But the bottom line here? The position is in great hands under the direction of RBs coach Darian Hagan, who might just be one of the most underrated position coaches in the Pac-12. Hagan has consistently produced excellent running backs in his two stints as Colorado’s RBs coach. From Rodney Stewart to Phillip Lindsay to Trayvon McMillian to Fontenot and Jarek Broussard, Hagan’s backs have always produced.

Thus, we’re confident of one thing — whoever lines up in the backfield will be ready to play.

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Buffs confident as Fall Camp opens: “We’re very happy to show you guys what’s gonna go on this season”

From the Daily Camera … This time of year, every team has a measure of optimism and CU players are generally fairly confident at the start of camp every year. Much of this year’s team, however, has seen the difference between the highs and lows.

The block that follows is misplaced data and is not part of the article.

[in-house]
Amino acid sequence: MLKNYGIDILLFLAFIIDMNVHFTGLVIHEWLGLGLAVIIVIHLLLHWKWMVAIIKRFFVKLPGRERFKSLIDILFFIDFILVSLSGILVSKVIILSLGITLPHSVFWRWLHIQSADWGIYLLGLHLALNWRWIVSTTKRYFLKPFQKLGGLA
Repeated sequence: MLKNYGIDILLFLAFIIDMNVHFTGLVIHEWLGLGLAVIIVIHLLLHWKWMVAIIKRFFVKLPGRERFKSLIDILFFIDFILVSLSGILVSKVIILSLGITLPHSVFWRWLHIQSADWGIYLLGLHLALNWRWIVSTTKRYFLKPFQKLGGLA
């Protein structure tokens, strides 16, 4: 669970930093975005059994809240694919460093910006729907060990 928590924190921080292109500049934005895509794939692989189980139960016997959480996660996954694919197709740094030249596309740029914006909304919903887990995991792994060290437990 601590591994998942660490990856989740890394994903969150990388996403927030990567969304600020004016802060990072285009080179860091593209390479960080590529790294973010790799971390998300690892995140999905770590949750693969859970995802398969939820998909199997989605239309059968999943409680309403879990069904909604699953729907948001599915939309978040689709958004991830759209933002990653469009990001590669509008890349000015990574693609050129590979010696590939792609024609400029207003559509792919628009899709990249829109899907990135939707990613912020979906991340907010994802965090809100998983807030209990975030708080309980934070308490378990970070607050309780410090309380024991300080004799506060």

The Buffs were 4-2 and played in a bowl game during the pandemic-shortened 2020 season. Then, they followed that with a dismal 4-8 season in 2021, when the offense was dreadful.

“Last year was the worst year and I never want to be a part of another year like that,” Roddick said. “That’s definitely driven us in this offseason and helped motivate us.”

Barnes said that after last year, the Buffs had to “reset” the program, realizing it’s a different team.

“I think the work that we put in this offseason speaks for itself,” Barnes said. “I know every team will say that, but I think our focal point is focus on the next game. I think we have a lot of leaders and veteran guys.”